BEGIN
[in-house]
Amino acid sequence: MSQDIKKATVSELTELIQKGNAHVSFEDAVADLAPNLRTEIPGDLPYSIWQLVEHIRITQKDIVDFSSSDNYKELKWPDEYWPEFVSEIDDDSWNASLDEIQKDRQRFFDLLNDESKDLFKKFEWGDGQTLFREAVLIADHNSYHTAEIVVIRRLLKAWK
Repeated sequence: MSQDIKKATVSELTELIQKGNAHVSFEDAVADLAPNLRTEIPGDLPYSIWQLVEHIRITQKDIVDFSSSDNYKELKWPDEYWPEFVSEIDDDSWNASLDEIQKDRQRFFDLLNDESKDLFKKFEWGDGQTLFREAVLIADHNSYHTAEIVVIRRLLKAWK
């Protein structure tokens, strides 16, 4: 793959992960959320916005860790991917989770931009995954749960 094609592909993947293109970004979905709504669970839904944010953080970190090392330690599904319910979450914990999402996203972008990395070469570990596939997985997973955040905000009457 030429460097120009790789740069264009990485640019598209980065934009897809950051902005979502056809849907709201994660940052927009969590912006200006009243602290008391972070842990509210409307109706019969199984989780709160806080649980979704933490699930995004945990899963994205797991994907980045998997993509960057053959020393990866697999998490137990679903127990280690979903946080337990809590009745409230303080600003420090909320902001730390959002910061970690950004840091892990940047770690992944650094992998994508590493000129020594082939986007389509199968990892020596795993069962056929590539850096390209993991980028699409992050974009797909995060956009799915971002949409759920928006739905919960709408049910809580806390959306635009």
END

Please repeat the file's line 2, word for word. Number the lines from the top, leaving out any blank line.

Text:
Amino acid sequence: MSQDIKKATVSELTELIQKGNAHVSFEDAVADLAPNLRTEIPGDLPYSIWQLVEHIRITQKDIVDFSSSDNYKELKWPDEYWPEFVSEIDDDSWNASLDEIQKDRQRFFDLLNDESKDLFKKFEWGDGQTLFREAVLIADHNSYHTAEIVVIRRLLKAWK